I am immensely proud to live in a country that is one of the most progressive and liberal when it comes to LGBT+ equality. Across all four parts of this nation, people should be able to live their lives as they choose and express their love in the way they want.
Our great country has been at the forefront of the drive towards equality – and as Conservatives we can be proud of the part we have played in that. Not only the landmark passing of equal marriage but, just as important, correcting the wrongs of the past.
As Mayor of London I used the tools of my office to champion the LGBT+ community, supporting the annual Pride celebration (pink Stetson and all), backing the successful campaign for the Royal Vauxhall Tavern to get listed status and banning anti-gay adverts on the Tube.
One of my proudest achievements is that in 2010 I was one of the first senior Conservatives to back equal marriage and I was a member of ‘Freedom to Marry’ which called on my colleagues to get behind it. It was the right thing to do and something I passionately believed in.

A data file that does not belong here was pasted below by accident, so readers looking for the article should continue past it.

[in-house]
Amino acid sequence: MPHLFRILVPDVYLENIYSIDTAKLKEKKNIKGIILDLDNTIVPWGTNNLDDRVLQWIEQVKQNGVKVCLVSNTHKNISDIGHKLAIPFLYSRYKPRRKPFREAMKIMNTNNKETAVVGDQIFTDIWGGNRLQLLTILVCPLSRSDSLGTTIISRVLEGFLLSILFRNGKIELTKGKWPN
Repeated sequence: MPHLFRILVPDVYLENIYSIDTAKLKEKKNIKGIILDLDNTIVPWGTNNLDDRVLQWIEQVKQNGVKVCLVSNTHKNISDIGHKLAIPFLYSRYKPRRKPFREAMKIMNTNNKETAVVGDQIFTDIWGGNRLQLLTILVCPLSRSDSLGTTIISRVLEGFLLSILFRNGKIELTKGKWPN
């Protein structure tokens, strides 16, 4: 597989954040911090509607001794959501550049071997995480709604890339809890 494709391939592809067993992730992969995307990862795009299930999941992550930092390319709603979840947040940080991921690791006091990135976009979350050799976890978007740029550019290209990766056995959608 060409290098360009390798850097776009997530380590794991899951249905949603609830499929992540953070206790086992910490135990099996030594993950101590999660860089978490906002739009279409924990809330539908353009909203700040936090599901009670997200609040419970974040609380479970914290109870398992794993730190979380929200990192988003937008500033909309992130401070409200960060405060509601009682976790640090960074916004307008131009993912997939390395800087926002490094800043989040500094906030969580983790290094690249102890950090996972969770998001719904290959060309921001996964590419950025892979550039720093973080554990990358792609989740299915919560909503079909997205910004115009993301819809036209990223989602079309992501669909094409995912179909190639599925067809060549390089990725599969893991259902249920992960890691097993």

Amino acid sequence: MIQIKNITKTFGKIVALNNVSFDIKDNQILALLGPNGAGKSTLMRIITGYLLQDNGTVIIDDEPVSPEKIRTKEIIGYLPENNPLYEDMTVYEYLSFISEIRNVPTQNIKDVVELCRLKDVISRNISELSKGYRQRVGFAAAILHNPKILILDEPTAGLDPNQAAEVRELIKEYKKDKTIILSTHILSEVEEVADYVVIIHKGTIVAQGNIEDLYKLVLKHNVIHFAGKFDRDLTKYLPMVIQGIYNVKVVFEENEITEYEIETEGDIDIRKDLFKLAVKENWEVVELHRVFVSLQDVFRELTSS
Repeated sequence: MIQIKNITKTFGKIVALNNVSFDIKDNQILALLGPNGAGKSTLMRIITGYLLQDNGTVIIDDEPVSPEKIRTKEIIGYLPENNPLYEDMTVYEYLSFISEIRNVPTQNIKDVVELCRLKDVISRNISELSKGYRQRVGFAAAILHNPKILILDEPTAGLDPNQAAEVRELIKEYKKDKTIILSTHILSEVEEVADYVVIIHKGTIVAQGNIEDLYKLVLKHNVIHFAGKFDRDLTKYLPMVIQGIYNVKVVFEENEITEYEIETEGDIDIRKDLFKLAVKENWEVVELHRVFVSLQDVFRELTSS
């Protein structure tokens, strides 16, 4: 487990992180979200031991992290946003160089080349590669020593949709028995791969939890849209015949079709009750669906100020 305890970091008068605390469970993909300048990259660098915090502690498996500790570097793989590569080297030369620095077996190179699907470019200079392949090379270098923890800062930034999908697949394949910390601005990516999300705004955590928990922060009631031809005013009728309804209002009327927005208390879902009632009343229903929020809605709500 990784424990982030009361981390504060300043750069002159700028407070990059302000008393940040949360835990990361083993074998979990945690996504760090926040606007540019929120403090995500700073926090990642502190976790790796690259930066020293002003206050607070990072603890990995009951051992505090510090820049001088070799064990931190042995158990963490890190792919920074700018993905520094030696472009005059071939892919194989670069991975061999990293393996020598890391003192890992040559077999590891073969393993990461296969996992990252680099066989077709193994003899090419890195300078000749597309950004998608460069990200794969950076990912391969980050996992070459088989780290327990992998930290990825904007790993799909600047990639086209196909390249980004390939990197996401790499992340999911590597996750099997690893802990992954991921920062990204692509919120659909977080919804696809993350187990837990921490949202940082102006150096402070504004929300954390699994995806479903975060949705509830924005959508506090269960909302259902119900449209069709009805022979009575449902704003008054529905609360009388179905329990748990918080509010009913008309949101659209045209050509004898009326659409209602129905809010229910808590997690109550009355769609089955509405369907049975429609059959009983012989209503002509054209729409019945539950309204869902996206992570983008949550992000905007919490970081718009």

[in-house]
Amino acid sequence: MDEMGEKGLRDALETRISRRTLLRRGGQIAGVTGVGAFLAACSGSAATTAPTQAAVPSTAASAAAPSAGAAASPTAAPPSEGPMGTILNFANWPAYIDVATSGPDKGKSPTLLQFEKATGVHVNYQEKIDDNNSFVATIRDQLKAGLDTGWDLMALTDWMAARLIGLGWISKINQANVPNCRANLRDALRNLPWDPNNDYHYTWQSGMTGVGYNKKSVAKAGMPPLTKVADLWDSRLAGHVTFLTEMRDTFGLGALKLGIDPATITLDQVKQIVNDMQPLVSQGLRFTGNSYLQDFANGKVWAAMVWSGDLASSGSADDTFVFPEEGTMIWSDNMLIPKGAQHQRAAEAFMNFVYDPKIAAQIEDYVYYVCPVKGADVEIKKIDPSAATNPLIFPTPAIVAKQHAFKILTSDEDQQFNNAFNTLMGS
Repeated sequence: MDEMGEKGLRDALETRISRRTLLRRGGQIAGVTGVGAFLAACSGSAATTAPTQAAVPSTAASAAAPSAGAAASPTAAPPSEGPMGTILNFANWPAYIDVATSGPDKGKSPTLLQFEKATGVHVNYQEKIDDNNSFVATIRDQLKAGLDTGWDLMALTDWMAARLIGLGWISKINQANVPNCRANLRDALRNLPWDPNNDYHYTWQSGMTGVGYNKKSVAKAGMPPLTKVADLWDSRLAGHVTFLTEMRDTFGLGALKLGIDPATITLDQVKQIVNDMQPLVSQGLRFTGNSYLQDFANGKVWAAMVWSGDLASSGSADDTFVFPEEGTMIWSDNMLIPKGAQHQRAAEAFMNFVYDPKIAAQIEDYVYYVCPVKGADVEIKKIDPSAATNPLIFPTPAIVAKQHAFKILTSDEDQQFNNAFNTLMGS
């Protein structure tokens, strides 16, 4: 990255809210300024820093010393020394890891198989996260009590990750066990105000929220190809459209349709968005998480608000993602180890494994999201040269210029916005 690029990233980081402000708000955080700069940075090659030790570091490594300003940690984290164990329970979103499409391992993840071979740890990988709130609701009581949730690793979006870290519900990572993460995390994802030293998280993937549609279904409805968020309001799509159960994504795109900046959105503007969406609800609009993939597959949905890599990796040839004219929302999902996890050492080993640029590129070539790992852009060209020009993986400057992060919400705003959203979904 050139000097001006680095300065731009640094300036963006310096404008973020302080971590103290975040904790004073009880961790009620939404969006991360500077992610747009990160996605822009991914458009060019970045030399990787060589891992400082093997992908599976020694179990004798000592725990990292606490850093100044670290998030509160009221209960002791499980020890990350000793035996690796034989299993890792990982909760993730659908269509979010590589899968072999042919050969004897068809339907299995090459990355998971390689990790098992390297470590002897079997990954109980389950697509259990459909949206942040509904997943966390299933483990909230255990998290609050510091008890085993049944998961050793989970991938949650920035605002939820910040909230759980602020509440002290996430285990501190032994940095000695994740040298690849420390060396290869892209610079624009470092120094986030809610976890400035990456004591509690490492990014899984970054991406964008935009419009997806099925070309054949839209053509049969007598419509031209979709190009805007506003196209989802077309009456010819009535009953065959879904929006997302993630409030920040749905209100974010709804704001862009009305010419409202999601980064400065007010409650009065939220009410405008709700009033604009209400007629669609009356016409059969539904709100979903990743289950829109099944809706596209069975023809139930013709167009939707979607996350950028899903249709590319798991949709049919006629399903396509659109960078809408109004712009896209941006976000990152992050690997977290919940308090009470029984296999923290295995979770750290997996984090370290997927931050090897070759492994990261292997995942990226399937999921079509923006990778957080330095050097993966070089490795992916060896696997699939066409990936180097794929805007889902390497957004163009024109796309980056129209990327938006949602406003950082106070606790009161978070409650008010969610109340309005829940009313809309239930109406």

As Foreign Secretary, I made sure that our embassies around the world were free to fly the rainbow flag where they previously hadn’t been. I had frank conversations with Commonwealth leaders about the moral (as well as economic) necessity of LGBT+ equality. Freedom to love whom you want is a vital component of any democracy which is why I made the point of hosting the brave campaigners for LGBT+ rights in Russia, ahead of the last World Cup.
If I am lucky enough to be elected Conservative leader, I pledge that my administration will not consider this issue as ‘job done’.
I will continue to champion LGBT+ equality, get tough on hate crime and ensure that we break down barriers to a fairer society.
We must do more to ensure that trans rights are protected and those who identify as trans or intersex are able to live their lives with dignity.
In our schools we must ensure that every young person feels safe and we should not allow the authority of teachers to be undermined by parents who unreasonably take their children out of school.